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Appears in Collections:Psychology Journal Articles
Peer Review Status: Refereed
Title: Multivariate Intra-Sexual Selection on Men’s Perceptions of Male Facial Morphology
Author(s): Mefodeva, Valeriya
Sidari, Morgan J
Chau, Holly
Fitzsimmons, Brett
Antoine, Gabrielle
Clarkson, Tessa R
Pearson, Samuel
Lee, Anthony J
Dixson, Barnaby J W
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Keywords: Sexual selection
Intra-sexual competition
Facial hair
Facial masculinity
Issue Date: 17-Mar-2020
Citation: Mefodeva V, Sidari MJ, Chau H, Fitzsimmons B, Antoine G, Clarkson TR, Pearson S, Lee AJ & Dixson BJW (2020) Multivariate Intra-Sexual Selection on Men’s Perceptions of Male Facial Morphology. Adaptive Human Behavior and Physiology.
Abstract: Objectives Intra-sexual selection has shaped the evolution of sexually dimorphic traits in males of many primates, including humans. In men, sexual dimorphism in craniofacial shape (i.e. facial masculinity) and facial hair have both been shown to communicate aspects of social and physical dominance intra-sexually. However, less attention has been given to how variation in physical and social dominance among receivers impacts on perceptions of facial masculinity and beards as intra-sexual signals of formidability. Methods In the current study, male participants (N = 951) rated male faces varying in masculinity and beardedness when judging masculinity, dominance and aggressiveness. These participants also responded to scales measuring their psychological dominance, sexual jealousy, status seeking, and masculine morphology (facial masculinity, facial hair, and height). Results Beardedness exerted strong effects over clean-shaven faces on ratings of masculinity, dominance, and aggressiveness. Trait ratings of masculinity, dominance, and aggressiveness rose linearly with increasing craniofacial masculinity. The significant facial masculinity × facial hair interaction suggests that beardedness caused strong effects on all trait ratings over clean-shaven faces at every level of facial masculinity. Participants with full beards also reported higher scores on dominance and assertiveness scales. Participants high in dominance and assertiveness also gave higher ratings for dominance, but not masculinity or aggressiveness, to bearded over clean-shaven faces. Participants low in intra-sexual jealousy rated clean-shaven and/or feminised faces as less dominant, less masculine, and less aggressive. Conclusions These findings demonstrate that facial hair enhances perceptions of masculinity, dominance, and aggressiveness above ratings of facial masculinity, potentially by augmenting masculine craniofacial features. Individual differences in intra-sexual dominance showed associations with judgments of facial hair but not facial masculinity. Our study demonstrates that when two sexually dimorphic androgen dependent facial traits are judged in concert, ornamental rather than structural masculine facial features underpin men’s intra-sexual judgments of formidability.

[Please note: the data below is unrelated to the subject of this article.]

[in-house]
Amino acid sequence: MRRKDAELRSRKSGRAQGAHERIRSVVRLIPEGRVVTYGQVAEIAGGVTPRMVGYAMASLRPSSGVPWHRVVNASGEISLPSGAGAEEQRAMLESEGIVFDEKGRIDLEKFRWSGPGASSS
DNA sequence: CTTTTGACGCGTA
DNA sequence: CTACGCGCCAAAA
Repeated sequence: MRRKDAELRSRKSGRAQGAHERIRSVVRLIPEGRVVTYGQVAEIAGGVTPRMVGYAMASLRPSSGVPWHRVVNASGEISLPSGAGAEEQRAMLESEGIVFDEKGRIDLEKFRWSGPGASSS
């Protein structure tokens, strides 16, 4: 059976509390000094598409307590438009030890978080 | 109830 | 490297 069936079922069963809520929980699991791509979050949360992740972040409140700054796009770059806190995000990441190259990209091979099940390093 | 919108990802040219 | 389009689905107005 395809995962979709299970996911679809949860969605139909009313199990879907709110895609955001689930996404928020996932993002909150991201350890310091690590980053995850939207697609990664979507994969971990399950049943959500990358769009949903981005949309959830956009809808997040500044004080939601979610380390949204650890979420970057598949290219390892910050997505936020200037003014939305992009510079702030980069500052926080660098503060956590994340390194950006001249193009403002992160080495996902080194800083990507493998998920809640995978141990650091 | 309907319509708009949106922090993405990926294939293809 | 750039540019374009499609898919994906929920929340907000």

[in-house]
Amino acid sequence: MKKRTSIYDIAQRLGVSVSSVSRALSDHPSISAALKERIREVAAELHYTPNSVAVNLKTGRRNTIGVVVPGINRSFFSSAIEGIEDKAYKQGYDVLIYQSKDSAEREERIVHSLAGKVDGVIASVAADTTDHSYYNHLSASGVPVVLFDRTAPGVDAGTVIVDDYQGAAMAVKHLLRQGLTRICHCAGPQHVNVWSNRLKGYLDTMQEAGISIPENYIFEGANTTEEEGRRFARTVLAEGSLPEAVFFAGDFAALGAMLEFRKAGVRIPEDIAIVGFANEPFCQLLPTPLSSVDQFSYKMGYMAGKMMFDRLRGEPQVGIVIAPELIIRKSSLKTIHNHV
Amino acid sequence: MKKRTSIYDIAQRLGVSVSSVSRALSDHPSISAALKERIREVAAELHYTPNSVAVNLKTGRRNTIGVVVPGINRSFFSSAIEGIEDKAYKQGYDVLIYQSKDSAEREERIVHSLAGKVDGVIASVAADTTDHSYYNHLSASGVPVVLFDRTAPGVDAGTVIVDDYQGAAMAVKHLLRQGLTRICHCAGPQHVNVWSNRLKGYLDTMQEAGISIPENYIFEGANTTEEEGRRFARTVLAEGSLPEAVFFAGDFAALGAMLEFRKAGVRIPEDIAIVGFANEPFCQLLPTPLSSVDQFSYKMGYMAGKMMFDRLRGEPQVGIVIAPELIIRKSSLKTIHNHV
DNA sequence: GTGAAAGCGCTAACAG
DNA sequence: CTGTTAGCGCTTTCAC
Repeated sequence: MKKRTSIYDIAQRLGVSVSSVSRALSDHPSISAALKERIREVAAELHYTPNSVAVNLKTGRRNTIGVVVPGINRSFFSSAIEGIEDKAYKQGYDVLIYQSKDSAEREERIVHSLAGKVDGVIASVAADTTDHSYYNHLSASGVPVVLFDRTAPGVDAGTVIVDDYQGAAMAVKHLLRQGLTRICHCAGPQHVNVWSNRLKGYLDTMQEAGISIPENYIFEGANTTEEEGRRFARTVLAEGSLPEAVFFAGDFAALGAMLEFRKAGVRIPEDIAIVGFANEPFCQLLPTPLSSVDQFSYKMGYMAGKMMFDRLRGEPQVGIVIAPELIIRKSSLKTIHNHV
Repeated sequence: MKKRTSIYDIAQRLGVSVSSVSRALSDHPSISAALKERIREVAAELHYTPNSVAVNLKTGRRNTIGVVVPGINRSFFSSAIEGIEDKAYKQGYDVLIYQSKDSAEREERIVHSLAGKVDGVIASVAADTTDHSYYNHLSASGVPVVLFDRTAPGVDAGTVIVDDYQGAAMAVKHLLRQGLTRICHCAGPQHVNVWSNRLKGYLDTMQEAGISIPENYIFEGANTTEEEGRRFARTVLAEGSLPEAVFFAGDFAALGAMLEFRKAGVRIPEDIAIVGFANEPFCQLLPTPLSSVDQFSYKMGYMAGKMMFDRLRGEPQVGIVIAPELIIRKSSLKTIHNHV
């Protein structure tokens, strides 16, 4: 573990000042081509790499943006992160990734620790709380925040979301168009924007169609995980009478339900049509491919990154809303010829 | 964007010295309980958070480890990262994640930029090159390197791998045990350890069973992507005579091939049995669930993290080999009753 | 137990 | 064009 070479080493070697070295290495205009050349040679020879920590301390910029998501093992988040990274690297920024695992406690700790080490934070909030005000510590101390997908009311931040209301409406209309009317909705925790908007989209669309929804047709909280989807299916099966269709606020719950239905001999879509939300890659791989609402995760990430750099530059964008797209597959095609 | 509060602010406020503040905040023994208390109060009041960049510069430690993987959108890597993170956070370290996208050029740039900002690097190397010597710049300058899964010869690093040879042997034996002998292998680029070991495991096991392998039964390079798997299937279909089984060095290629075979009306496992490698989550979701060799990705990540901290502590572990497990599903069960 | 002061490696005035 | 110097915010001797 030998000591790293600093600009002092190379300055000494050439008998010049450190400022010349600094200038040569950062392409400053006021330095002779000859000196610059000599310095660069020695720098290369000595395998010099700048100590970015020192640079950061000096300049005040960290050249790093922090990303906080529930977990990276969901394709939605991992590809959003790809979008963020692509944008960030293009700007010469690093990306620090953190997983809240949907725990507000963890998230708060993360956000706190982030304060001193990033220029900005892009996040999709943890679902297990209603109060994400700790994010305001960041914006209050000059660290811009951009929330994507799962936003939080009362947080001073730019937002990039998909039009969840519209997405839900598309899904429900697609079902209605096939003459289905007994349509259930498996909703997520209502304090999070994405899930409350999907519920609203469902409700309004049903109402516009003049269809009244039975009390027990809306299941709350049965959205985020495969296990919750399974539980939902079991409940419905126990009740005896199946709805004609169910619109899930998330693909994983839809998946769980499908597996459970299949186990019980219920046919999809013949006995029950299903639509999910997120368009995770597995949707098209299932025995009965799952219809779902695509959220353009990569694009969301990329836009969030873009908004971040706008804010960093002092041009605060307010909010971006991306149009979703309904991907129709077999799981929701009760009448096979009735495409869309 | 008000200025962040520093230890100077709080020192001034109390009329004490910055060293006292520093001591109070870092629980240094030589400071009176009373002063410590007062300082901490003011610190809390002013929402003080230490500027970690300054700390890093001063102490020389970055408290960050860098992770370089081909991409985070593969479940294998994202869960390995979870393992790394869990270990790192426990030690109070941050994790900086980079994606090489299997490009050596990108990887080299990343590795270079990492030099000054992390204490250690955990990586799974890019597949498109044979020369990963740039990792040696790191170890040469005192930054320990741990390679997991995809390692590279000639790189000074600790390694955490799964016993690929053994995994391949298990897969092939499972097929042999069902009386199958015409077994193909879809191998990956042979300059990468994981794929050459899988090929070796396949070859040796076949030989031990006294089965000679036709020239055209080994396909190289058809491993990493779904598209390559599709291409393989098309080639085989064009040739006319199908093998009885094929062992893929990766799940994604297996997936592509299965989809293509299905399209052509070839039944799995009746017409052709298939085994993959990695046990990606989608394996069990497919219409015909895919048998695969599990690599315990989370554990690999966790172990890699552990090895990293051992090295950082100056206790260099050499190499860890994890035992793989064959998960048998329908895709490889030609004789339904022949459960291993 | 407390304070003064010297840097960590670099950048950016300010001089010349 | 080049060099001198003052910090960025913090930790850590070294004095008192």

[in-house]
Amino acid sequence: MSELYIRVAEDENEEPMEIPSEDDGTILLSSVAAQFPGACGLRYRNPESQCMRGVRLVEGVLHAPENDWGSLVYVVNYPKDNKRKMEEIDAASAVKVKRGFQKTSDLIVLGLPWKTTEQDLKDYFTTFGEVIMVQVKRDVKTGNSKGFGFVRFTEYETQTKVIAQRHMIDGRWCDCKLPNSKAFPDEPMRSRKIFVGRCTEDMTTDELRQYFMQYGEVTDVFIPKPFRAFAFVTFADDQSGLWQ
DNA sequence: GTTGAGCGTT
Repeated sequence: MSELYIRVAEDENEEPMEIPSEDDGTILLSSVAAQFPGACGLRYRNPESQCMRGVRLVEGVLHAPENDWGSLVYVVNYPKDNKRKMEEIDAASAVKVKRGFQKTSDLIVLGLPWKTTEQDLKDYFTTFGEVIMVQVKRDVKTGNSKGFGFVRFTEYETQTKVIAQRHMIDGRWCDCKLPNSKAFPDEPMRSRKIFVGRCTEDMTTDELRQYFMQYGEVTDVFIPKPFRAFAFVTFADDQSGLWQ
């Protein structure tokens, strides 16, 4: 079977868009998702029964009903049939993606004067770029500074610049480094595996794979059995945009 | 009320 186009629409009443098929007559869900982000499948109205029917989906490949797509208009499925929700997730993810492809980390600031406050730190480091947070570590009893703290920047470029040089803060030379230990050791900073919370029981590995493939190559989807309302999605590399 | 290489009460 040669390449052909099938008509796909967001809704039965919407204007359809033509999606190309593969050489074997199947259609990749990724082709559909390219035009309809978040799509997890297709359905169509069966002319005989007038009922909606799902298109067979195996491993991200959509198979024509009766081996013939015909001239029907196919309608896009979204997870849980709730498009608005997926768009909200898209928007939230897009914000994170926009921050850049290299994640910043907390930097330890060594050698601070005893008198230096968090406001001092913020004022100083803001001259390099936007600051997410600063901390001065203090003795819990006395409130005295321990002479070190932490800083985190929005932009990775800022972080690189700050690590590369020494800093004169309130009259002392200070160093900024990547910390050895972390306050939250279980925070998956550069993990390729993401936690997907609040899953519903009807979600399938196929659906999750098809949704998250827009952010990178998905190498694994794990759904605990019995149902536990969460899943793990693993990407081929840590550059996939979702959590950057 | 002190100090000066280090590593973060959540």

DOI Link: 10.1007/s40750-020-00128-2
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